Nov. 17th, 2016

dichroic: (oar asterisk)

I promised myself to quit engaging on FB and on political topics in general because of the high blood pressure – but maybe writing it out is better than thinking it over and letting it fester.

I’m beginning to get that feeling that supposedly elected Trump – that feeling that my kind of people are ignored by those in power, those with privilege, those with their smug ‘I got mine’ attitudes that don’t care how the rest of us might struggle. Only my kind of people aren’t Trump voters.

My kind of people, the kind I come from and a lot of those I hang out with, don’t have a lot of money. They worry a lot about how to pay for their kids’ college, but they work their ass off to do it because they want their kids to have a better life. And they tend to vote liberal, for a few reasons – none of them pertaining to being part of any ‘elite’.

One is that they’ve been through hard times. This has had two effects; it’s made them see the need for a safety net in case things really got bad, and it’s given them sympathy for those who have it even worse. They can’t vote for “I’ve got mine” if it rips the floor out from under everyone else.

Another is that they’re educated – but don’t assume that makes them ‘elite’ either. Some (OK, me) got degrees and are doing OK, but a lot of others majored in the kind of thing that may help you learn to think but doesn’t necessarily have you stashing doubloons under your mattress. Still others got to be educated on their own, by thinking and reading and listening. That’s another reason they don’t vote for Trump: because they actually listened to what he said, not just the “make America great” but all the other parts too, the parts about hurting people and the parts where he said one thing Monday and denied it Tuesday. And they looked at the historical data, and saw whose policies in the past have lifted America up and whose have let her down.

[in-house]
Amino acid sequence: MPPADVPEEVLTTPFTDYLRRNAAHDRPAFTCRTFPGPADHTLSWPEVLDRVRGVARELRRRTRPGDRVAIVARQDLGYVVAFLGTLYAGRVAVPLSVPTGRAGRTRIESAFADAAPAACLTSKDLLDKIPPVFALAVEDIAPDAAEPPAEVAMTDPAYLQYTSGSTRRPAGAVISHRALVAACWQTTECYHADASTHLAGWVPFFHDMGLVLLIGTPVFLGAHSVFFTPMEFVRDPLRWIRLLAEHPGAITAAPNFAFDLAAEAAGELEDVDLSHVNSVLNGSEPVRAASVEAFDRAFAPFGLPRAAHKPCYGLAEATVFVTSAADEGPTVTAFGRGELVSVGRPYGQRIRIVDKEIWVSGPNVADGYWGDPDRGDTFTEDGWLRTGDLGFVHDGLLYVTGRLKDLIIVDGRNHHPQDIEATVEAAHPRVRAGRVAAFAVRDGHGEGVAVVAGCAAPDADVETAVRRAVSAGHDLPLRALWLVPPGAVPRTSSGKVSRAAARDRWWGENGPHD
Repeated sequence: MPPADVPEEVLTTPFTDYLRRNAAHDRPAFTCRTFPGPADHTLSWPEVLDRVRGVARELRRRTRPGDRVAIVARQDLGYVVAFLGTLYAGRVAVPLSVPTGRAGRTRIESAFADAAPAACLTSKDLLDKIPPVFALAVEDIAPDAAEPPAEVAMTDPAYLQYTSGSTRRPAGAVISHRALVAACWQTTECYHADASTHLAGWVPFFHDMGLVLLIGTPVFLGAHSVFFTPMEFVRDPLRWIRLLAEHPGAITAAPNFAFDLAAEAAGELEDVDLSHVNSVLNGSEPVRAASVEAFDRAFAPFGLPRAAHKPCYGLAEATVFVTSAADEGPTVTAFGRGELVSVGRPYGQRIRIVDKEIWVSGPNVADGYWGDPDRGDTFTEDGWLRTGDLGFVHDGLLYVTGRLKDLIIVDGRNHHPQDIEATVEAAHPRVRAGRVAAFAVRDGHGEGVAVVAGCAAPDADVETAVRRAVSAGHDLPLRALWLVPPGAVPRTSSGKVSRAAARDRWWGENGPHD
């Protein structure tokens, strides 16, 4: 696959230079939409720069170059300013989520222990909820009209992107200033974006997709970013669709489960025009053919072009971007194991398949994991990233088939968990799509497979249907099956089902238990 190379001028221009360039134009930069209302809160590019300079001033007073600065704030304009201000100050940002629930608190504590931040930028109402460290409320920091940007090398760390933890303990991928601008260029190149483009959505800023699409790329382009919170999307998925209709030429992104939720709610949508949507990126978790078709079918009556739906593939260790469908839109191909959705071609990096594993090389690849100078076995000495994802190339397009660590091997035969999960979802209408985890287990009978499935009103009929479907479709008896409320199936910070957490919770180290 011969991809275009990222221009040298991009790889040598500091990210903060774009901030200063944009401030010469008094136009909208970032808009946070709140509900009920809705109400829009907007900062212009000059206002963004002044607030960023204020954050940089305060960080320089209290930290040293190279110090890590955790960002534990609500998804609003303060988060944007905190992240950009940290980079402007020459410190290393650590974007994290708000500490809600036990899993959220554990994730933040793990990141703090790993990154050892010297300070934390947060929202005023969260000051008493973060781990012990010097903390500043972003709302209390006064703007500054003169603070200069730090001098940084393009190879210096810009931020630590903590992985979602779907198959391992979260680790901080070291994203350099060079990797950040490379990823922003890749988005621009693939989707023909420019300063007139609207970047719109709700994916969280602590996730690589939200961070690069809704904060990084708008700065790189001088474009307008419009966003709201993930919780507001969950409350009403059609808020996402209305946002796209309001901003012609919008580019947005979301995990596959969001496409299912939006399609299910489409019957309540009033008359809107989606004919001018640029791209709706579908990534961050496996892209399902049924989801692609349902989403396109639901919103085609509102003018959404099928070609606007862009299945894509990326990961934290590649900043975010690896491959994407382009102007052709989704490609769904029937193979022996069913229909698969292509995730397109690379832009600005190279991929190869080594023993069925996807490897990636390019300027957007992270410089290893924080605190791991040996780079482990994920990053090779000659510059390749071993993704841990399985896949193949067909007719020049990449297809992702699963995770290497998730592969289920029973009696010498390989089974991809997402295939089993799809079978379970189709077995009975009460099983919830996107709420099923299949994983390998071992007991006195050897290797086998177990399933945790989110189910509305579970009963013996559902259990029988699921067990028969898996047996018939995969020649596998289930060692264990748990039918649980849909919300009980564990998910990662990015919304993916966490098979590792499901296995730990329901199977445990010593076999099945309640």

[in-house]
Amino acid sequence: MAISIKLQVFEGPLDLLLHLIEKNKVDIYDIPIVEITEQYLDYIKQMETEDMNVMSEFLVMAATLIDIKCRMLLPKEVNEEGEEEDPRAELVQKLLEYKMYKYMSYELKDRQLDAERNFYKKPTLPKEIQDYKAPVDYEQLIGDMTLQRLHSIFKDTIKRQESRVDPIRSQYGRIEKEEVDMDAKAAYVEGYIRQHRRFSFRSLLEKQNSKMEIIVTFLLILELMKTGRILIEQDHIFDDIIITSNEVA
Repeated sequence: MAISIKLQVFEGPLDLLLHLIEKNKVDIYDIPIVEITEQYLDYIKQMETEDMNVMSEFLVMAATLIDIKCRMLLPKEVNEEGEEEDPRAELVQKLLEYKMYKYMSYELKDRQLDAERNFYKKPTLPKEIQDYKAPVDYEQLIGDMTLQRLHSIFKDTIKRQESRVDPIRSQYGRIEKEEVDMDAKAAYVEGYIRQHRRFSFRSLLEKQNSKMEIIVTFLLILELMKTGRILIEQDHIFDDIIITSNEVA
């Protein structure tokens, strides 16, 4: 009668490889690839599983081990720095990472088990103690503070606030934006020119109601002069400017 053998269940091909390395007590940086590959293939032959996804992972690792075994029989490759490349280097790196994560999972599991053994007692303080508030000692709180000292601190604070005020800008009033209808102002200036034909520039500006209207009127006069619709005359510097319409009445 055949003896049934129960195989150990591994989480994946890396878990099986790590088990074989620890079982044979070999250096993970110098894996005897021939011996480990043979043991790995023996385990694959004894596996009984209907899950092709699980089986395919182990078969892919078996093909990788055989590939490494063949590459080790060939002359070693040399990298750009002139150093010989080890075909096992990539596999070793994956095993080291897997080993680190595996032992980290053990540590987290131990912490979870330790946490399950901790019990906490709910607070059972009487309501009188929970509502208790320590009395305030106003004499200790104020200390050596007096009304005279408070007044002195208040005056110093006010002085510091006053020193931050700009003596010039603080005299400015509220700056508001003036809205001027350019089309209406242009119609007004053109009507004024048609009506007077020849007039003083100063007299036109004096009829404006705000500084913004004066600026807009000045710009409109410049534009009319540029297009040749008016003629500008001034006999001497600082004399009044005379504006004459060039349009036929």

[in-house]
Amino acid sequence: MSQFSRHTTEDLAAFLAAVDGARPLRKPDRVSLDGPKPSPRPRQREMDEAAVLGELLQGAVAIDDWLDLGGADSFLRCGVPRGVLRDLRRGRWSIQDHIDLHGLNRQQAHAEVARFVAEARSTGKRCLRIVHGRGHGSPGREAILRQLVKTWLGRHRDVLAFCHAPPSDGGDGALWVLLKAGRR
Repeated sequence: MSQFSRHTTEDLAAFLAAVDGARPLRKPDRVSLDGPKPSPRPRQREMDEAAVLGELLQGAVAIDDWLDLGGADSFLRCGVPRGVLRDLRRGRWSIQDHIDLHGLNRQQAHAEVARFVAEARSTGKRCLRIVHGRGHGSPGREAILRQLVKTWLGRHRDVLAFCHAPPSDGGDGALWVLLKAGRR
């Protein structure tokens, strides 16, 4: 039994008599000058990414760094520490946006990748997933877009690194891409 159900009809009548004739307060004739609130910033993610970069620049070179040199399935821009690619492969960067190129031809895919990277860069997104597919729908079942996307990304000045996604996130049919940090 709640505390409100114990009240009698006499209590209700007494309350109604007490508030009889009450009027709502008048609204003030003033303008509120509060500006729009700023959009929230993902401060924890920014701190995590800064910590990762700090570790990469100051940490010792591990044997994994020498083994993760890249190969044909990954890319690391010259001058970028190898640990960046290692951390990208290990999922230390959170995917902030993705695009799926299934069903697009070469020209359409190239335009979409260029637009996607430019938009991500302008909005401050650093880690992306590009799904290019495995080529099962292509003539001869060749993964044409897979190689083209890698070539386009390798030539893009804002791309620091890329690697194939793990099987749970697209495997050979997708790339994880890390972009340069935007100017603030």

To those rural folks reputed to be feeling disenfranchised, who voted Trump for that reason: quit complaining about made-up problems. If all you’re losing is the ability to assume everyone is just like you, forget it. A lot of us have never ever had that; we’ve been standing on that shaky ground for generations, and maybe it’s done us some good. And quit making your own new problems – if you really think a rich white city boy famous for screwing people over, and who has spent way less time, effort and dollars than people with comparative riches on helping others, is the only one who cares about you, you might want to listen to those words and that data a little better. Come work with us instead on your real problems. If you’re losing your farm or can’t get decent healthcare in your community, we’ll care about you and we’ll help you (and we’re the ones likely to be raising money for you). When it comes to those real problems, my people have a lot in common with you.

And yeah, this rant was sparked by Facebook. The other day, someone told me I probably voted for Hillary just because I have decent health insurance – even though I know people who have only had any insurance since Obamacare went through. (Clarification: I think Obamacare kind of sucks, and I don’t want to give any impression that I’m defending it. I just think it’s better than nothing, since Congress blocked anything that might be better.) Just now I read two comments in a row by people who are working their asses off, having trouble making ends meet, and tired of being told they must be rich because they voted for Hillary and should just throw money at their problems.

Mirrored from Dichroic Reflections.

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